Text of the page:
taking policy to the
smart connected device

Extending the CDN – How Policy on Smart Devices Can Enable Telcos to Add Value

Written by GoS on . Posted in Blog

Speakers at the recent Mobile Video Optimisation event in Berlin agreed that the mobile cell is the next critical area for delivering high quality video services. At this point in the mobile network, the lowest common denominator rules. And yet, analysts are united in their predictions that mobile video consumption will enjoy spectacular growth – the only debate concerns the rate.

But if this growth is to be enjoyed with the quality of experience levels demanded by users, the network has to evolve to cope. At present, OTT video providers either leverage their own CDNs or form partnerships with specialist providers. Telcos that are entering the fray are building their own ‘telco CDNs’ or partnering with other providers. The point of the CDN is to bring content closer to the user, to reduce traffic across the network or the complexities of server connectivity. This is fine as far as it goes, but it still leaves the delivery subject to the conditions in the last mile or in the RAN.

There are a number of ways in which content delivery can be optimised for users in the RAN. One such that has attracted considerable attention is WiFi offload – many mobile subscribers automatically connect to WiFi networks as soon as they find one and MNOs can leverage this in several ways. By offloading bulk data delivery to WiFi networks, MNOs can save costs and, where the WiFi network offers a higher bandwidth connection than is available in the RAN, they can deliver a better user experience.

There are also moves afoot to bring content servers directly to the base stations as well as proposals to implement caching on user devices so that content can be delivered more economically, intelligently and efficiently. Such an approach can provide optimised pre-loading of user targeted content (either through promotions tied to analysis of viewer behaviour and viewing patterns) or based on explicit preferences that are expressed by the user. Either way, off-peak delivery and use of WiFi networks can be leveraged to reduce content delivery costs.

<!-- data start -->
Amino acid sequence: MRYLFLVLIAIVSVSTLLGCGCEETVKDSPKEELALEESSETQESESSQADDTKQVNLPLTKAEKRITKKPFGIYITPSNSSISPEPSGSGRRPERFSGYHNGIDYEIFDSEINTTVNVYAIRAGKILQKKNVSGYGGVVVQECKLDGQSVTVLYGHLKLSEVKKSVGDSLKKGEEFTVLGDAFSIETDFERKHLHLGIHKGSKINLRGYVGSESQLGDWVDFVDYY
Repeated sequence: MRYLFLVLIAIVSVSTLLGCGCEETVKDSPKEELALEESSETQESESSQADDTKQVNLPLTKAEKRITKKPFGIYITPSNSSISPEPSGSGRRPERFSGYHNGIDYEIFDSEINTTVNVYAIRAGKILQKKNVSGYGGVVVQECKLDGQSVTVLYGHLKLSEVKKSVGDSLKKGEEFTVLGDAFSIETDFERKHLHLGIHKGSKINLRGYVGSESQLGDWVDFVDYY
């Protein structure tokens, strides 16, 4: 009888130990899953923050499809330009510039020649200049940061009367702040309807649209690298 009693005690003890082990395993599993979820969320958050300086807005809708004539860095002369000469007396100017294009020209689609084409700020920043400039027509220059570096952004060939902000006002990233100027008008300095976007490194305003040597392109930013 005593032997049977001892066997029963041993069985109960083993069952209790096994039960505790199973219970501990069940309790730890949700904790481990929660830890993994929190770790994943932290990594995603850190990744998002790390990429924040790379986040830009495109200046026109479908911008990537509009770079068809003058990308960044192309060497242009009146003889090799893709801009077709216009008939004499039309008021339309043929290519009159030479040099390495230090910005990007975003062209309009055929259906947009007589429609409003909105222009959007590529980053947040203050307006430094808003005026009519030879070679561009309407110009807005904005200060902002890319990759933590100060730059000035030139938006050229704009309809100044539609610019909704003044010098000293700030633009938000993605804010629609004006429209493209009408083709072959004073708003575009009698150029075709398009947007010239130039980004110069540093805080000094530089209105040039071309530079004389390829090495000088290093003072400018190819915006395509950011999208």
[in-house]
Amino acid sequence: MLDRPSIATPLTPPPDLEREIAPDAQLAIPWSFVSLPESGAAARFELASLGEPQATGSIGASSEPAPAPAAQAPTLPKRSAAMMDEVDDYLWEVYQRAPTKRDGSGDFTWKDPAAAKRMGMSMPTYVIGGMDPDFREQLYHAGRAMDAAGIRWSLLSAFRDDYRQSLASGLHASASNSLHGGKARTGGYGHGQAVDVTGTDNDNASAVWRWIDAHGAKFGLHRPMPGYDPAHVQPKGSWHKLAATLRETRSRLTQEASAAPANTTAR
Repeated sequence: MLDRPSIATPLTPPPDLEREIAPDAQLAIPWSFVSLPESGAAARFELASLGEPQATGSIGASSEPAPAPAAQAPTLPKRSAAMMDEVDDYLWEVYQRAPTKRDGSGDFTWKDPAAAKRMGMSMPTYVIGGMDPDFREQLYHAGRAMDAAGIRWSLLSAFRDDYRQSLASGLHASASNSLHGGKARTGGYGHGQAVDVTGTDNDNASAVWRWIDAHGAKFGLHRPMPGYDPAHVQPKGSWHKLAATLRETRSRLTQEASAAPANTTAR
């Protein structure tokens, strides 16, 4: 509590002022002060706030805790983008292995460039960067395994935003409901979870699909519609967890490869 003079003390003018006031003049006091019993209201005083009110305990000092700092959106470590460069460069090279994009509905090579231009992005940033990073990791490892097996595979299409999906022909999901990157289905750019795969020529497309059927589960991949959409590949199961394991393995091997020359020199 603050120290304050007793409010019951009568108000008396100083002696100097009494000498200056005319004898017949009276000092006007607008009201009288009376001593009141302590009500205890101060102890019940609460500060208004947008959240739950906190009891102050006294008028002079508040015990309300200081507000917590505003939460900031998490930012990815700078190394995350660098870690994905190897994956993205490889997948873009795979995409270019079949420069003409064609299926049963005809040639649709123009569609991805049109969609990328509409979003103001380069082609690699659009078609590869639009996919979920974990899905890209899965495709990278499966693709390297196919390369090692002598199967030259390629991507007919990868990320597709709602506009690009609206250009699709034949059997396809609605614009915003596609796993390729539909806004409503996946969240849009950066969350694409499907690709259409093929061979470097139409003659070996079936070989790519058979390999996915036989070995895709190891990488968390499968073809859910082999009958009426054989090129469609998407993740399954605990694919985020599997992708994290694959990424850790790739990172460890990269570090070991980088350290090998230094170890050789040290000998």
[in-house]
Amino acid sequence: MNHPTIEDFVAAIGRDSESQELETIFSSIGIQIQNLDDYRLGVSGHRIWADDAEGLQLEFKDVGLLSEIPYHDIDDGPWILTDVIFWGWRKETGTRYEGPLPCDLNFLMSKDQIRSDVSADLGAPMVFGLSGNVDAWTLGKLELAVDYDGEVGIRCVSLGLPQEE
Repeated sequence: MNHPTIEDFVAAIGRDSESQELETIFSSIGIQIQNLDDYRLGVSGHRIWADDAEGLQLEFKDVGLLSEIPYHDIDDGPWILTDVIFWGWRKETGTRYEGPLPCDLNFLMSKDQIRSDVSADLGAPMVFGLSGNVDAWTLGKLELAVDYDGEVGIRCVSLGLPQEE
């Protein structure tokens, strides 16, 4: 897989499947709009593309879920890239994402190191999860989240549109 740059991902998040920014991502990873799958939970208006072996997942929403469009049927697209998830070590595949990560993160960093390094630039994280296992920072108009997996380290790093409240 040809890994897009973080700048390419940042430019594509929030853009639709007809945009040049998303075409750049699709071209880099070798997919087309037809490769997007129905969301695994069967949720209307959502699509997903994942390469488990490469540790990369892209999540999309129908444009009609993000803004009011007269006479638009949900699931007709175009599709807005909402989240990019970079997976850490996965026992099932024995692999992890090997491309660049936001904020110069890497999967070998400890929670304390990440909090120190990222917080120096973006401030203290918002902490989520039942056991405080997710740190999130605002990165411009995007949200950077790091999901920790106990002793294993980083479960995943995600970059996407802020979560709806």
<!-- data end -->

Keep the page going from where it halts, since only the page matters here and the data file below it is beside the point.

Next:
Extending policy enforcement and monitoring to smart devices enables policies to be established to enhance user experience where they are needed – on user devices where content is actually experienced – while, at the same time, remaining fully integrated with the overall network policy control and analytics framework. Although this remains some way off, there’s no question that smart devices will have a crucial role to play in managing video content delivery and optimising the user experience.

Given the growth forecast for video traffic and despite advances in network coverage and bandwidth due to the rollout of LTE, technologies such as adaptive bitrate codecs and high definition video present challenges. Adaptive bitrate is, by definition, unpredictable and MNOs cannot easily predict consumption. It’s even more difficult with capped mobile data plans, as the user may not be aware that changes to the codec may consume more of their allowance mid-session. However, this opens up the potential for increased dynamic control of bearer connections for real-time content delivery and increased bandwidth on a per session or mid-session basis. If more bandwidth is required for HD, then mechanisms need to be in place to provide such capacity and to inform the user if this has an impact on their data plans. This can be achieved more effectively and efficiently once policy monitoring and enforcement is available on smart devices.

Extending policy control functions to devices is essential in a world in which video traffic dominates mobile data consumption. Local caching will depend on close integration with policy engines to control delivery, charging and consumption monitoring – as well as quality. MNOs need to consider how to address this issue now to plan for the growth in consumption so that they pre-empt these issues. As has been proven time and time again with migrations to higher-bandwidth technologies, once LTE is available, users will find ways to consume more data – and MNOs need to be ready to support this at all levels.